So knowing that, and given the number of people who seem to like to debate the merits of Nietzsche, I have suspected for some years now that, someday, I will probably get the urge to read him (or even about him).
Yet it is also entirely possible that this day may never come, if this review (by Francis Fukyama, no less) of a new book on him is any guide.
This is the final paragraph:
Young appropriately underlines the notion that postmodernism, with its embrace of diversity in values, is no different from the 19th-century modernism that Nietzsche hated. He would not have celebrated alternative lifestyles, non-Western cultures or the right of every fourth grader to be his or her own value-creator. Acknowledgment of the death of God is a bomb that blows up many things, not just oppressive traditionalism, but also values like compassion and the equality of human dignity on which support for a tolerant liberal political order is based. This then is the Nietzschean dead end from which Western philosophy has still not emerged.I suspect there'll be people out there debating the accuracy of this representation of Nietzsche (there always is: has there ever been a philosopher more frequently defended as having been misunderstood?) But I think this Fukyama quote does help explain my lack of interest in Nietzsche: I guess I have also always thought of him as an exponent of "dead end" philosophy, and that's something about which I just feel doesn't deserve a lot of effort to learn about in detail.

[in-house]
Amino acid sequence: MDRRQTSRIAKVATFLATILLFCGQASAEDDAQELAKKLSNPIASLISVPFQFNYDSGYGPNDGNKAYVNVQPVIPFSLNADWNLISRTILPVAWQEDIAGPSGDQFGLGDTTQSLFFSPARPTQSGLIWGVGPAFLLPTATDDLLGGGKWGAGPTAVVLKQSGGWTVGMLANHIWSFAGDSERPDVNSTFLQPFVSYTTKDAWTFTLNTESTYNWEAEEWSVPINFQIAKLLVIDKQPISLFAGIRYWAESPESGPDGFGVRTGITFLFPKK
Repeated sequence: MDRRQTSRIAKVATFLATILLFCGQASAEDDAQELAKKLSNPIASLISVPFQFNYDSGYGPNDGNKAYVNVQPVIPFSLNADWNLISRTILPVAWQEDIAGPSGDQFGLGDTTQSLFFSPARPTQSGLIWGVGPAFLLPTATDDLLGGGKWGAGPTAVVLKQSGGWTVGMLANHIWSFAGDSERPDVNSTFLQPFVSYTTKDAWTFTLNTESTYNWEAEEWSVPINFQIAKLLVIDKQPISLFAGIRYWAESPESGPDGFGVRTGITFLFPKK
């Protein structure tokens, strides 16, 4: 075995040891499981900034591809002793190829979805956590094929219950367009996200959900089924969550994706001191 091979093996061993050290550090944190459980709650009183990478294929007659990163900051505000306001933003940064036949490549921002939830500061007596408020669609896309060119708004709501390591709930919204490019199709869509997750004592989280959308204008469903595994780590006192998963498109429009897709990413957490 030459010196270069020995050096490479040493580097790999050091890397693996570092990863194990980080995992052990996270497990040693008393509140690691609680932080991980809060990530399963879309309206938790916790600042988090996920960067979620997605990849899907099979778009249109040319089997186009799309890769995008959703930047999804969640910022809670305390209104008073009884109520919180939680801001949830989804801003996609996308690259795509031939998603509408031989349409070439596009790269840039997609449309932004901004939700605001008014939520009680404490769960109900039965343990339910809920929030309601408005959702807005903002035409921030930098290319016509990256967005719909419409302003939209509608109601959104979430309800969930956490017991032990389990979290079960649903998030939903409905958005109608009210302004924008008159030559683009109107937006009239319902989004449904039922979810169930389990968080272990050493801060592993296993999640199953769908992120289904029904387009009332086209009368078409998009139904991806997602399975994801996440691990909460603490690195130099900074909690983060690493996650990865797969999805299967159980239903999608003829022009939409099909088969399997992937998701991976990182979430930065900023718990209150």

But as I say, who knows? In 20 years time, maybe I'll be reading him.